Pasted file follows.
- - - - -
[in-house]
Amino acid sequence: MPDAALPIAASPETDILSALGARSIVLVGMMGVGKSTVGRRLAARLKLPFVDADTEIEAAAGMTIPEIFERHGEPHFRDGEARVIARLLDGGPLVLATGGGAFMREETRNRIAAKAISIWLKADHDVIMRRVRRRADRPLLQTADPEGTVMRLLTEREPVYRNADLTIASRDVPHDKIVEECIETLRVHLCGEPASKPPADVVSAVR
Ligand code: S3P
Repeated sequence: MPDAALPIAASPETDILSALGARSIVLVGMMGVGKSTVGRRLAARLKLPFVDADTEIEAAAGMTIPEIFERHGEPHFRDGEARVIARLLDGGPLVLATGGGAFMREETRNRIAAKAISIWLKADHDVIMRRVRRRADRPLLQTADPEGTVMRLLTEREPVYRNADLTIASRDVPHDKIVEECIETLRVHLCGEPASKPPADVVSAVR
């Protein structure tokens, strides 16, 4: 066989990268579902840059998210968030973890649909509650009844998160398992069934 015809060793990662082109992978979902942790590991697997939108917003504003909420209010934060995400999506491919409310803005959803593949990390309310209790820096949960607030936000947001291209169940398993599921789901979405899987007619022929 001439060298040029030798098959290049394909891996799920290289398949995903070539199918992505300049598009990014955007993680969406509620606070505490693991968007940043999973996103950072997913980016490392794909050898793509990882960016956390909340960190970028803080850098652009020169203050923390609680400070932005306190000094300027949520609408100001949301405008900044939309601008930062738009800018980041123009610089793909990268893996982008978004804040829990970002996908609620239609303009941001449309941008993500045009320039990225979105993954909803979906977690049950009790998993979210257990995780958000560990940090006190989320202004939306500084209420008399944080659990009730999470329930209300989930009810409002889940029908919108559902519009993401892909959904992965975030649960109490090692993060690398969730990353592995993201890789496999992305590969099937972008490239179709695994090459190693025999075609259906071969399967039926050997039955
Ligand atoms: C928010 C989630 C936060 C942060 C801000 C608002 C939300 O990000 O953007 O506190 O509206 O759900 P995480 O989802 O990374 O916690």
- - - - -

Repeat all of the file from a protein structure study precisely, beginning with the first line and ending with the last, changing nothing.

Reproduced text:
[in-house]
Amino acid sequence: MPDAALPIAASPETDILSALGARSIVLVGMMGVGKSTVGRRLAARLKLPFVDADTEIEAAAGMTIPEIFERHGEPHFRDGEARVIARLLDGGPLVLATGGGAFMREETRNRIAAKAISIWLKADHDVIMRRVRRRADRPLLQTADPEGTVMRLLTEREPVYRNADLTIASRDVPHDKIVEECIETLRVHLCGEPASKPPADVVSAVR
Ligand code: S3P
Repeated sequence: MPDAALPIAASPETDILSALGARSIVLVGMMGVGKSTVGRRLAARLKLPFVDADTEIEAAAGMTIPEIFERHGEPHFRDGEARVIARLLDGGPLVLATGGGAFMREETRNRIAAKAISIWLKADHDVIMRRVRRRADRPLLQTADPEGTVMRLLTEREPVYRNADLTIASRDVPHDKIVEECIETLRVHLCGEPASKPPADVVSAVR
């Protein structure tokens, strides 16, 4: 066989990268579902840059998210968030973890649909509650009844998160398992069934 015809060793990662082109992978979902942790590991697997939108917003504003909420209010934060995400999506491919409310803005959803593949990390309310209790820096949960607030936000947001291209169940398993599921789901979405899987007619022929 001439060298040029030798098959290049394909891996799920290289398949995903070539199918992505300049598009990014955007993680969406509620606070505490693991968007940043999973996103950072997913980016490392794909050898793509990882960016956390909340960190970028803080850098652009020169203050923390609680400070932005306190000094300027949520609408100001949301405008900044939309601008930062738009800018980041123009610089793909990268893996982008978004804040829990970002996908609620239609303009941001449309941008993500045009320039990225979105993954909803979906977690049950009790998993979210257990995780958000560990940090006190989320202004939306500084209420008399944080659990009730999470329930209300989930009810409002889940029908919108559902519009993401892909959904992965975030649960109490090692993060690398969730990353592995993201890789496999992305590969099937972008490239179709695994090459190693025999075609259906071969399967039926050997039955
Ligand atoms: C928010 C989630 C936060 C942060 C801000 C608002 C939300 O990000 O953007 O506190 O509206 O759900 P995480 O989802 O990374 O916690």